As I said before, I’ll be participating in the Full-Stack Web Development Track. For the past couple of years, I've run a web development agency and done quite a bit of work with React and Node. As such, I might have a bit of a leg up on the students who are just starting out. I'm more interested in getting a deeper understanding of the fundamentals of Computer Science and programming as a whole, hence why I'm signing up
While I still don’t have all the information, the curriculum will look something like this:
Note: This has since been changed. For the new schedule, take a look at Lambda’s site
In addition to having 3/4 hours of instructions per day, it seems you'll spend most of your time banging away at your keyboard. Every day starts off with a code challenge and — having taken a glimpse at a couple — they can be tricky. Think medium-level HackerRank challenges. Every afternoon, you’ll spend three to four hours building away at a some sort of project. It seems that this'll be the main meat and potatoes of the course.
To top it all off, there’s a Sprint Challenge every Friday morning that seeks to test what you’ve learnt in the past week. Depending on how you do in the challenge, you move onto next week’s curriculum and/or get offered additional tutoring.
That leads me to my next point; feedback, help and instruction. Lambda school's pace is supposed to be quite fast. From day one, you get sorted into smaller student teams for help and support. You also have access to a Team Lead and teaching assistants who are there to help you when you’re stuck. That’s not to say they’ll be doing all the work for you. They expect you to have spent some time on the issue, trying to resolve it yourself, and approaching the staff with alternative approaches.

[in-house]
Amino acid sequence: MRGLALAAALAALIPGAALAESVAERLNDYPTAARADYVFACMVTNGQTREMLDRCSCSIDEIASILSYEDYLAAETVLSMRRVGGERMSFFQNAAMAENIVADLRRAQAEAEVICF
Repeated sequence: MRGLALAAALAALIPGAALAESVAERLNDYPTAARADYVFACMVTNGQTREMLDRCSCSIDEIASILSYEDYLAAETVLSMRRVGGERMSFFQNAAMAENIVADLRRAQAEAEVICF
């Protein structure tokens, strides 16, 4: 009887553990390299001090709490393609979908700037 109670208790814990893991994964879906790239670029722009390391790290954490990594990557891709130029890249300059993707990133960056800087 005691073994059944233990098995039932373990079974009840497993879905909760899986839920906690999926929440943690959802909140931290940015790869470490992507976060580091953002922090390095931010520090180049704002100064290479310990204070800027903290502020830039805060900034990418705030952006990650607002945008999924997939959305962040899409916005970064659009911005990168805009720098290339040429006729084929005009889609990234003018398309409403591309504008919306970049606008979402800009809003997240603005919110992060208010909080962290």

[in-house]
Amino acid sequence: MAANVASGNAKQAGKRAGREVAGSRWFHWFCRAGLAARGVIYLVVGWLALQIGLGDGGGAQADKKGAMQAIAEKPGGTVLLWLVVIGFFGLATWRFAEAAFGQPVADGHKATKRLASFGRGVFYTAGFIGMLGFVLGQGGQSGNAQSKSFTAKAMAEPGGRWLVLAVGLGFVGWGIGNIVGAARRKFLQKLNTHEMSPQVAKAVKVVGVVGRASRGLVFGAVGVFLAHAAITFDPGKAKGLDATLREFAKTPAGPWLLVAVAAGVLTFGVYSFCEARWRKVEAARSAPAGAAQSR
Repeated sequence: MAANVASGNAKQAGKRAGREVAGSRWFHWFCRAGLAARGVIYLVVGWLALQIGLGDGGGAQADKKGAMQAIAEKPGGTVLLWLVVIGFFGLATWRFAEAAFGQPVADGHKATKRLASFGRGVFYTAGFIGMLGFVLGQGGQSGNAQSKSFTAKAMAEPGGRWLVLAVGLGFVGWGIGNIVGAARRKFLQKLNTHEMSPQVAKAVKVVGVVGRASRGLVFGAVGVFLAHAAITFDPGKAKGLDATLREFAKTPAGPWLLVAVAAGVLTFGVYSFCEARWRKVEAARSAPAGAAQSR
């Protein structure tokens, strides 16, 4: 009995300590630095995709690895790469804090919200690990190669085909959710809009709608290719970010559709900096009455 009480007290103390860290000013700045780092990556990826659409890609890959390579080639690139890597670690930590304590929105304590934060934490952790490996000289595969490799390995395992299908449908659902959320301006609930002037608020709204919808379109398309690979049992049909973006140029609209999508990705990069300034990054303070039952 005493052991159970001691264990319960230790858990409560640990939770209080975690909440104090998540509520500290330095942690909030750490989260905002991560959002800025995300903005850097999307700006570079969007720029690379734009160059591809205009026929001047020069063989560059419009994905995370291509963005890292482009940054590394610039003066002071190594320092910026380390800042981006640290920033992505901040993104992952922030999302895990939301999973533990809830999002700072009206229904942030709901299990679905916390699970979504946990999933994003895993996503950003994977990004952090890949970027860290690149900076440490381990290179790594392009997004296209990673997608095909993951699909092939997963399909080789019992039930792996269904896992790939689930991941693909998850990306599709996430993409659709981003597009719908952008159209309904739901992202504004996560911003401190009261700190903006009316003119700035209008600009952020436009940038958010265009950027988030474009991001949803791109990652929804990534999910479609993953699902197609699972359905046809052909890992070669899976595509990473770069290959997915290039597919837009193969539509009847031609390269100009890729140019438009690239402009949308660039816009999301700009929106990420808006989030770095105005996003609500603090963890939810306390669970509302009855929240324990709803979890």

I have frequently fallen into what I’ve come to call ‘Tutorial Purgatory’ when trying to learn programming or other technical skills online. After a couple of tutorials and some code-along projects, you feel like you’ve got a pretty solid grasp and perhaps feel ready to do a small project of your own. Things work out pretty great, you’re starting to get the hang of things and then you hit a wall. Whatever you try, there’s one issue that simply will not be resolved. You can take to Stack Exchange or Reddit to ask for feedback, but many an introvert will be daunted by this. I have frankly shied away from this as well. The end result - more often than not - is an incomplete project and frustration.
This also explains why I've tended to stick with the handful of technologies and languages I'm familiar with. When all you have is a hammer, everything starts to look like a nail. As such, I would build projects with React, Node, and MongoDB, even though the situation might not always call for it. In some cases, I would've been way better of trying some other framework or technology.
With Lambda, there’s a support network to prevent exactly this from happening. You put in the work and show willingness to learn, they’ll guide you along and be there when you need ‘em. From what I can gather, they'll actually push you into learning new stuff and exposing you to the latest developments in technologies.
I’ve talked to several current and former Lambda students and, although the specifics differ, one thing is uniform; Lambda is really fucking hard. The curriculum is described as a firehose of information coming at you day after day. The fact that the instructors and even the founders themselves continually say this really drives the point home. This won’t be the sort of class in which you can sit in the back of the class and cram two days before the final exam.
I think I’ll give it my best shot.